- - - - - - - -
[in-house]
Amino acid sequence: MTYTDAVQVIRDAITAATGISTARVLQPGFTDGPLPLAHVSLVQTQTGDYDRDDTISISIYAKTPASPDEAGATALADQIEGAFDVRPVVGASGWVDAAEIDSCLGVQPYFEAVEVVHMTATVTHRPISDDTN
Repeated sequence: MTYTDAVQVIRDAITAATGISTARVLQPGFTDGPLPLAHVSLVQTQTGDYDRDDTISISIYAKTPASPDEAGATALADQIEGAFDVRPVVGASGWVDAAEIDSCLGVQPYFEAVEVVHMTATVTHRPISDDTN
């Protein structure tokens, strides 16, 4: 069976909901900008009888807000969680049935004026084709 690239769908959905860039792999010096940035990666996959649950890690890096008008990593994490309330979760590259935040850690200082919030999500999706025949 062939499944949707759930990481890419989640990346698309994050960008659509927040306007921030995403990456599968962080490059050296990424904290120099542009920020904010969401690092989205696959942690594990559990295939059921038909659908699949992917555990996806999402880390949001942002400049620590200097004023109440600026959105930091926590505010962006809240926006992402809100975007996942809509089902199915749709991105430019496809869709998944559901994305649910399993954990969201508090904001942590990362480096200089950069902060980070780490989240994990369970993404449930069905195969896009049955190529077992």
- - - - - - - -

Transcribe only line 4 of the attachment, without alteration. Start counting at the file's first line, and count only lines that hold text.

């Protein structure tokens, strides 16, 4: 069976909901900008009888807000969680049935004026084709 690239769908959905860039792999010096940035990666996959649950890690890096008008990593994490309330979760590259935040850690200082919030999500999706025949 062939499944949707759930990481890419989640990346698309994050960008659509927040306007921030995403990456599968962080490059050296990424904290120099542009920020904010969401690092989205696959942690594990559990295939059921038909659908699949992917555990996806999402880390949001942002400049620590200097004023109440600026959105930091926590505010962006809240926006992402809100975007996942809509089902199915749709991105430019496809869709998944559901994305649910399993954990969201508090904001942590990362480096200089950069902060980070780490989240994990369970993404449930069905195969896009049955190529077992």